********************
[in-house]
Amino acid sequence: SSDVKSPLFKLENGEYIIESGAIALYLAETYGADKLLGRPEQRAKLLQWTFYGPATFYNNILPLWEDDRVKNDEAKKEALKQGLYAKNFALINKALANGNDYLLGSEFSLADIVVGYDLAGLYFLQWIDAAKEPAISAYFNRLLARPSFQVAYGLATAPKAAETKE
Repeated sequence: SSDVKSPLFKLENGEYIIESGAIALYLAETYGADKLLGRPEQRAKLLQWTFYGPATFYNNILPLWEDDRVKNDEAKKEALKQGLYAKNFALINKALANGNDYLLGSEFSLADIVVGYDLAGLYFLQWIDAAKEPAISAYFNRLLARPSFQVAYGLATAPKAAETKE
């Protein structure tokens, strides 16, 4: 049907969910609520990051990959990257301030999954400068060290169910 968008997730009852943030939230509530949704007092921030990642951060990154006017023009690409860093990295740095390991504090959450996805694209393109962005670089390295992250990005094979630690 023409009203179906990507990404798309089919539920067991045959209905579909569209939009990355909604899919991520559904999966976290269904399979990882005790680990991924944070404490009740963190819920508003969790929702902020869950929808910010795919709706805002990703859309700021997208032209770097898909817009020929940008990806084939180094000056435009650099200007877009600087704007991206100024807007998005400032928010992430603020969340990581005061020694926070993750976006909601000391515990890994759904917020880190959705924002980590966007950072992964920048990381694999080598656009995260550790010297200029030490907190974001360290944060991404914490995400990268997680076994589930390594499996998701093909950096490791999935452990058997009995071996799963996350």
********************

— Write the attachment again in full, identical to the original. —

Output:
[in-house]
Amino acid sequence: SSDVKSPLFKLENGEYIIESGAIALYLAETYGADKLLGRPEQRAKLLQWTFYGPATFYNNILPLWEDDRVKNDEAKKEALKQGLYAKNFALINKALANGNDYLLGSEFSLADIVVGYDLAGLYFLQWIDAAKEPAISAYFNRLLARPSFQVAYGLATAPKAAETKE
Repeated sequence: SSDVKSPLFKLENGEYIIESGAIALYLAETYGADKLLGRPEQRAKLLQWTFYGPATFYNNILPLWEDDRVKNDEAKKEALKQGLYAKNFALINKALANGNDYLLGSEFSLADIVVGYDLAGLYFLQWIDAAKEPAISAYFNRLLARPSFQVAYGLATAPKAAETKE
């Protein structure tokens, strides 16, 4: 049907969910609520990051990959990257301030999954400068060290169910 968008997730009852943030939230509530949704007092921030990642951060990154006017023009690409860093990295740095390991504090959450996805694209393109962005670089390295992250990005094979630690 023409009203179906990507990404798309089919539920067991045959209905579909569209939009990355909604899919991520559904999966976290269904399979990882005790680990991924944070404490009740963190819920508003969790929702902020869950929808910010795919709706805002990703859309700021997208032209770097898909817009020929940008990806084939180094000056435009650099200007877009600087704007991206100024807007998005400032928010992430603020969340990581005061020694926070993750976006909601000391515990890994759904917020880190959705924002980590966007950072992964920048990381694999080598656009995260550790010297200029030490907190974001360290944060991404914490995400990268997680076994589930390594499996998701093909950096490791999935452990058997009995071996799963996350």